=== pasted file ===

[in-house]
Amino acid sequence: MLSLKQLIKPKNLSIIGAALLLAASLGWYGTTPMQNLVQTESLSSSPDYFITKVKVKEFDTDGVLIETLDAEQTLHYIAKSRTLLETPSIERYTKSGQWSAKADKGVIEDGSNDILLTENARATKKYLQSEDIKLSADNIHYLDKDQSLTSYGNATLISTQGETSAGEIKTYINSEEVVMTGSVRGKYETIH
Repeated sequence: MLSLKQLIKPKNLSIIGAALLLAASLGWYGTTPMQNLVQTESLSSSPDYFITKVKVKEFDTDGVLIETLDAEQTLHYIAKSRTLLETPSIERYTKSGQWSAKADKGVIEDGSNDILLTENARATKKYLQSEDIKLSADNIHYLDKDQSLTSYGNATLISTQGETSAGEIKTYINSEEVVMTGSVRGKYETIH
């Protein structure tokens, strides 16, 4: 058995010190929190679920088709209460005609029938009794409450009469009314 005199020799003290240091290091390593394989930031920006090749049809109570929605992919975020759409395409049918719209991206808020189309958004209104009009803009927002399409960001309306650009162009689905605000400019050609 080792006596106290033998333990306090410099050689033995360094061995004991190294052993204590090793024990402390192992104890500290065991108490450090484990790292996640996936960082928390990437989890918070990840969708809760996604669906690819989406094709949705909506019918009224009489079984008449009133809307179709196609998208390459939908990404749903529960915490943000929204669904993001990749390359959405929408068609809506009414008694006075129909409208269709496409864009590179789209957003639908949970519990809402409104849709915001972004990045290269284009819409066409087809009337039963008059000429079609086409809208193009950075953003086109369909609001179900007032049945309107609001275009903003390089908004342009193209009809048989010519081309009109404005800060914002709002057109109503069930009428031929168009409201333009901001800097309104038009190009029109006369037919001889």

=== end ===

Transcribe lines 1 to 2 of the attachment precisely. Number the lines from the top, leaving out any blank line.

[in-house]
Amino acid sequence: MLSLKQLIKPKNLSIIGAALLLAASLGWYGTTPMQNLVQTESLSSSPDYFITKVKVKEFDTDGVLIETLDAEQTLHYIAKSRTLLETPSIERYTKSGQWSAKADKGVIEDGSNDILLTENARATKKYLQSEDIKLSADNIHYLDKDQSLTSYGNATLISTQGETSAGEIKTYINSEEVVMTGSVRGKYETIH